Auburn University fielded a senior design team working to compete in the 2016 AFRL University Design Challenge. The senior design team designed and constructed the TRIAD (Tactical Rope Insertion Assist Device) to assist soldiers in a rapid decent. During the design process, Adams was utilized to model the flexible rope and the TRIAD and simulate how the device would perform. The flexible rope was modelled using beam elements with material properties that replicated the behavior of the actual Nylon rope used in practice. An image of one of these simulations is provided in Figure 1. The weight of the person using the device is represented by the addition of the weight highlighted in green. Scripts were developed in the form of command files that would enable an Adams user to enter a variety of parameters for the rope for quick model building and further simulations. These simulations revealed some problems in the preliminary designs that were also seen in testing, and these problems were subsequently addressed for the final design and competition prototype.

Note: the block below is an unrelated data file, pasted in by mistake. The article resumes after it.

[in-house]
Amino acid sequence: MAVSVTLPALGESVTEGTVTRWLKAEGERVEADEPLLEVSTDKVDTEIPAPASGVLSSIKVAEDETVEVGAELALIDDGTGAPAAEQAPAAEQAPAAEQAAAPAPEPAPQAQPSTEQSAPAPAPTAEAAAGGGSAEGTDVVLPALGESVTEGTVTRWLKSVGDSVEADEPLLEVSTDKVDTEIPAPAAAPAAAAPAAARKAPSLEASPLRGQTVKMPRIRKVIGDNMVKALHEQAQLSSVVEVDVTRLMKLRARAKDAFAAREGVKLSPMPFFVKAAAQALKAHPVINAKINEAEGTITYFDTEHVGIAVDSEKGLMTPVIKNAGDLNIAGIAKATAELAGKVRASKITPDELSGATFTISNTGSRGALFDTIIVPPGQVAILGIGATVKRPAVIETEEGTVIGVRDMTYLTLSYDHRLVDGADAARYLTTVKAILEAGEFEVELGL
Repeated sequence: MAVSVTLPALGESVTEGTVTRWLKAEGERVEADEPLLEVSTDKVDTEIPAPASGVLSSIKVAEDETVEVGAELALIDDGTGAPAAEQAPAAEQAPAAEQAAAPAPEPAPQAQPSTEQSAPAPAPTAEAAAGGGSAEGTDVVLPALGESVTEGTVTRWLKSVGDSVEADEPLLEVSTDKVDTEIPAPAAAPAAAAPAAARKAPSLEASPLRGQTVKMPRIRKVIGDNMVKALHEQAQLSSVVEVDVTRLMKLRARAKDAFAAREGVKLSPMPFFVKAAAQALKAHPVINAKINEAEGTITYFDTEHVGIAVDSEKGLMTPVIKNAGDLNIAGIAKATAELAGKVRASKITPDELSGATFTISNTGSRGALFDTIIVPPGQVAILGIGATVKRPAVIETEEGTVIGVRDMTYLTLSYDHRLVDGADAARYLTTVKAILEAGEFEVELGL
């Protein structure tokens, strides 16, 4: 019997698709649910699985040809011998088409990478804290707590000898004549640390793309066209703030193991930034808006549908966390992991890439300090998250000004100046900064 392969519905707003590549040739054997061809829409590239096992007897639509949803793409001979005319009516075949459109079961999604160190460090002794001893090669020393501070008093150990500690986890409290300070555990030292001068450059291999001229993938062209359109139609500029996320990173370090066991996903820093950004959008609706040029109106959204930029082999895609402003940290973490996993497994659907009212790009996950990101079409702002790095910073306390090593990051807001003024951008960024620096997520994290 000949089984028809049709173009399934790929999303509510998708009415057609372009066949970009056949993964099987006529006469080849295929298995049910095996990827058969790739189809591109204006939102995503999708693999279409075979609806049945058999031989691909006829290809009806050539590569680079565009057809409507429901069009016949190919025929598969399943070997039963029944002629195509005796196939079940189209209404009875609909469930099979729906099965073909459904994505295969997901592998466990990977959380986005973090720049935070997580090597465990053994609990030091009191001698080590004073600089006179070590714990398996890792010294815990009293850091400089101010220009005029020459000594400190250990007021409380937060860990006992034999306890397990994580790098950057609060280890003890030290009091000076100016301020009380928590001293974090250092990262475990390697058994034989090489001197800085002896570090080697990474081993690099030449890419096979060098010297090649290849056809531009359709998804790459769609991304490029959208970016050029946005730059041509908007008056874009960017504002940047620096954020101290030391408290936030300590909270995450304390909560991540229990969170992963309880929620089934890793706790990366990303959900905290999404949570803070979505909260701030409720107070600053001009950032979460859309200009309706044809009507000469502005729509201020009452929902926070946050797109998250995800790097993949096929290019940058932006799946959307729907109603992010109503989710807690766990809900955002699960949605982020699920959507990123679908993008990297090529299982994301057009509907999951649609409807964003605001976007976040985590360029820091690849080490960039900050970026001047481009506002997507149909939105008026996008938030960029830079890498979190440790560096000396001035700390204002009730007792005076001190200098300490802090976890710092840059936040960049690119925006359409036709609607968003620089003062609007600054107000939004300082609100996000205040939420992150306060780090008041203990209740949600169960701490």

Auburn University worked in developing user written subroutines and an Adams plugin that would predict the wear rates of objects rattling inside of an enclosure. An example of this includes a projectile with attached shoe (Figure 2), that can slide out from the enclosure upon release. During transport the projectile could rattle causing wear of the enclosure. An experimental wear study was performed to determine wear coefficients, which were employed in an Adams simulation to determine contact forces, contact area, wear rate and total wear over time.
We have worked with them on undergraduate capstone design projects and graduate student research projects, where we design and build a physical prototype, run experiments and performance studies on those, and virtual prototype in Adams.